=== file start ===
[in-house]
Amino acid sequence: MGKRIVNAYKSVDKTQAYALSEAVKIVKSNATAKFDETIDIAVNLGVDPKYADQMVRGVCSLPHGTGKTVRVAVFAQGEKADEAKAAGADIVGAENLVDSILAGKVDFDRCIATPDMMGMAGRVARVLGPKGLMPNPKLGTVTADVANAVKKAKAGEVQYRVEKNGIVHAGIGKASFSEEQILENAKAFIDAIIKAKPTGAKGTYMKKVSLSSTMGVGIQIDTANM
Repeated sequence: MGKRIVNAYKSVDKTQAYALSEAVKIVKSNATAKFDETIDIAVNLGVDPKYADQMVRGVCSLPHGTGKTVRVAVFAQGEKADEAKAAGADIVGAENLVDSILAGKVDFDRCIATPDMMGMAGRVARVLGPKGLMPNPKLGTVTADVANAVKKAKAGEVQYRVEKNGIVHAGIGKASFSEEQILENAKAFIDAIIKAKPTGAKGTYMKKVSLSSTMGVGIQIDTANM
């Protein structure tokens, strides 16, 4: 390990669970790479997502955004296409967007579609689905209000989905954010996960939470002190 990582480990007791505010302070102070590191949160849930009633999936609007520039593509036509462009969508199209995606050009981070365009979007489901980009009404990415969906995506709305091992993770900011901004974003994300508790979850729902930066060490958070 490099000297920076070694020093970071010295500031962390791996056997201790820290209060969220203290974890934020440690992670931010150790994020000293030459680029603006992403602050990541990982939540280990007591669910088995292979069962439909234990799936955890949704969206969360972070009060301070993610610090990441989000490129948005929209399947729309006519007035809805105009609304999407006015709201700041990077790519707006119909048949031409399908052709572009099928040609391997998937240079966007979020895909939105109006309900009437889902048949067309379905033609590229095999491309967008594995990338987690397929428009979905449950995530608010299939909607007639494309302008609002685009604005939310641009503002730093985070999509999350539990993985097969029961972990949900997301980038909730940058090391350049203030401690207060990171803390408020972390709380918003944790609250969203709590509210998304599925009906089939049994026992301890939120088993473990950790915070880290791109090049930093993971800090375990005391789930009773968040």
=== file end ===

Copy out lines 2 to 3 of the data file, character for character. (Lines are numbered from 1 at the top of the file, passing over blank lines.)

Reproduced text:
Amino acid sequence: MGKRIVNAYKSVDKTQAYALSEAVKIVKSNATAKFDETIDIAVNLGVDPKYADQMVRGVCSLPHGTGKTVRVAVFAQGEKADEAKAAGADIVGAENLVDSILAGKVDFDRCIATPDMMGMAGRVARVLGPKGLMPNPKLGTVTADVANAVKKAKAGEVQYRVEKNGIVHAGIGKASFSEEQILENAKAFIDAIIKAKPTGAKGTYMKKVSLSSTMGVGIQIDTANM
Repeated sequence: MGKRIVNAYKSVDKTQAYALSEAVKIVKSNATAKFDETIDIAVNLGVDPKYADQMVRGVCSLPHGTGKTVRVAVFAQGEKADEAKAAGADIVGAENLVDSILAGKVDFDRCIATPDMMGMAGRVARVLGPKGLMPNPKLGTVTADVANAVKKAKAGEVQYRVEKNGIVHAGIGKASFSEEQILENAKAFIDAIIKAKPTGAKGTYMKKVSLSSTMGVGIQIDTANM